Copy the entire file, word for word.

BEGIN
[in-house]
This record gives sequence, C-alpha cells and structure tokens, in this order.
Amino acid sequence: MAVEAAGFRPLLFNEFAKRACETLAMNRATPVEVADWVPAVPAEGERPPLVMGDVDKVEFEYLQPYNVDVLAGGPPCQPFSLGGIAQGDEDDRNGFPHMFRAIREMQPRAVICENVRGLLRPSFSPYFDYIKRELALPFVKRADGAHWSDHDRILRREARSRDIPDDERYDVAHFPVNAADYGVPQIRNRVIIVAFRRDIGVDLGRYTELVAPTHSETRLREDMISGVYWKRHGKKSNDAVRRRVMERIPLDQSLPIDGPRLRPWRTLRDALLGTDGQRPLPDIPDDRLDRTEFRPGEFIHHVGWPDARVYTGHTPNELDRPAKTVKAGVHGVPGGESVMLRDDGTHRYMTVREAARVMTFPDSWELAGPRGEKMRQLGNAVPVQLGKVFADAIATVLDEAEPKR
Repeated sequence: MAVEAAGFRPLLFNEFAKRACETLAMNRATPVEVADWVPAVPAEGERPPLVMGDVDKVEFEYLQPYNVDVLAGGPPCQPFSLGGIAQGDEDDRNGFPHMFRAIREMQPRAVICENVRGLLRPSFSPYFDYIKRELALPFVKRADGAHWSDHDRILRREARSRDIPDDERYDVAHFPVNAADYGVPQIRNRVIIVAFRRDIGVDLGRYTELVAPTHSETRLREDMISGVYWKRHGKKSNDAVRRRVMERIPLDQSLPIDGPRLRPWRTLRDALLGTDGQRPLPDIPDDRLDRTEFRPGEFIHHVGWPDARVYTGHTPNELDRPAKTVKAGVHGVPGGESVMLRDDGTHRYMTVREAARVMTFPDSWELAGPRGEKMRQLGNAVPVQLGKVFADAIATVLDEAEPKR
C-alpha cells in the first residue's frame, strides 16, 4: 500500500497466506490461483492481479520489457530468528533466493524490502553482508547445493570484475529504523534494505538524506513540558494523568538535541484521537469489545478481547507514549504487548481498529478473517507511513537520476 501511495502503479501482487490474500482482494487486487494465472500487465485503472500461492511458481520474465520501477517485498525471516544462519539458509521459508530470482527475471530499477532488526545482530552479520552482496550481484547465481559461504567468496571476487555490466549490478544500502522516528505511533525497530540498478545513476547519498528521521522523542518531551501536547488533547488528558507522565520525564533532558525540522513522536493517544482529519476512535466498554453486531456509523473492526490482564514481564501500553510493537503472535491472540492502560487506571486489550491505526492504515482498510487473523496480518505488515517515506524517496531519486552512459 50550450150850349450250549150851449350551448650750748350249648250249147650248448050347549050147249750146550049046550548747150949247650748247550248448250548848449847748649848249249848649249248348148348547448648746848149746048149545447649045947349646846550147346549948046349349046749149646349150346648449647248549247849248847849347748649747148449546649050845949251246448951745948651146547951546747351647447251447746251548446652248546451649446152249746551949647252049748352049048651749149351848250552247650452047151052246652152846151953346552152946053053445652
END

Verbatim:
[in-house]
This record gives sequence, C-alpha cells and structure tokens, in this order.
Amino acid sequence: MAVEAAGFRPLLFNEFAKRACETLAMNRATPVEVADWVPAVPAEGERPPLVMGDVDKVEFEYLQPYNVDVLAGGPPCQPFSLGGIAQGDEDDRNGFPHMFRAIREMQPRAVICENVRGLLRPSFSPYFDYIKRELALPFVKRADGAHWSDHDRILRREARSRDIPDDERYDVAHFPVNAADYGVPQIRNRVIIVAFRRDIGVDLGRYTELVAPTHSETRLREDMISGVYWKRHGKKSNDAVRRRVMERIPLDQSLPIDGPRLRPWRTLRDALLGTDGQRPLPDIPDDRLDRTEFRPGEFIHHVGWPDARVYTGHTPNELDRPAKTVKAGVHGVPGGESVMLRDDGTHRYMTVREAARVMTFPDSWELAGPRGEKMRQLGNAVPVQLGKVFADAIATVLDEAEPKR
Repeated sequence: MAVEAAGFRPLLFNEFAKRACETLAMNRATPVEVADWVPAVPAEGERPPLVMGDVDKVEFEYLQPYNVDVLAGGPPCQPFSLGGIAQGDEDDRNGFPHMFRAIREMQPRAVICENVRGLLRPSFSPYFDYIKRELALPFVKRADGAHWSDHDRILRREARSRDIPDDERYDVAHFPVNAADYGVPQIRNRVIIVAFRRDIGVDLGRYTELVAPTHSETRLREDMISGVYWKRHGKKSNDAVRRRVMERIPLDQSLPIDGPRLRPWRTLRDALLGTDGQRPLPDIPDDRLDRTEFRPGEFIHHVGWPDARVYTGHTPNELDRPAKTVKAGVHGVPGGESVMLRDDGTHRYMTVREAARVMTFPDSWELAGPRGEKMRQLGNAVPVQLGKVFADAIATVLDEAEPKR
C-alpha cells in the first residue's frame, strides 16, 4: 500500500497466506490461483492481479520489457530468528533466493524490502553482508547445493570484475529504523534494505538524506513540558494523568538535541484521537469489545478481547507514549504487548481498529478473517507511513537520476 501511495502503479501482487490474500482482494487486487494465472500487465485503472500461492511458481520474465520501477517485498525471516544462519539458509521459508530470482527475471530499477532488526545482530552479520552482496550481484547465481559461504567468496571476487555490466549490478544500502522516528505511533525497530540498478545513476547519498528521521522523542518531551501536547488533547488528558507522565520525564533532558525540522513522536493517544482529519476512535466498554453486531456509523473492526490482564514481564501500553510493537503472535491472540492502560487506571486489550491505526492504515482498510487473523496480518505488515517515506524517496531519486552512459 50550450150850349450250549150851449350551448650750748350249648250249147650248448050347549050147249750146550049046550548747150949247650748247550248448250548848449847748649848249249848649249248348148348547448648746848149746048149545447649045947349646846550147346549948046349349046749149646349150346648449647248549247849248847849347748649747148449546649050845949251246448951745948651146547951546747351647447251447746251548446652248546451649446152249746551949647252049748352049048651749149351848250552247650452047151052246652152846151953346552152946053053445652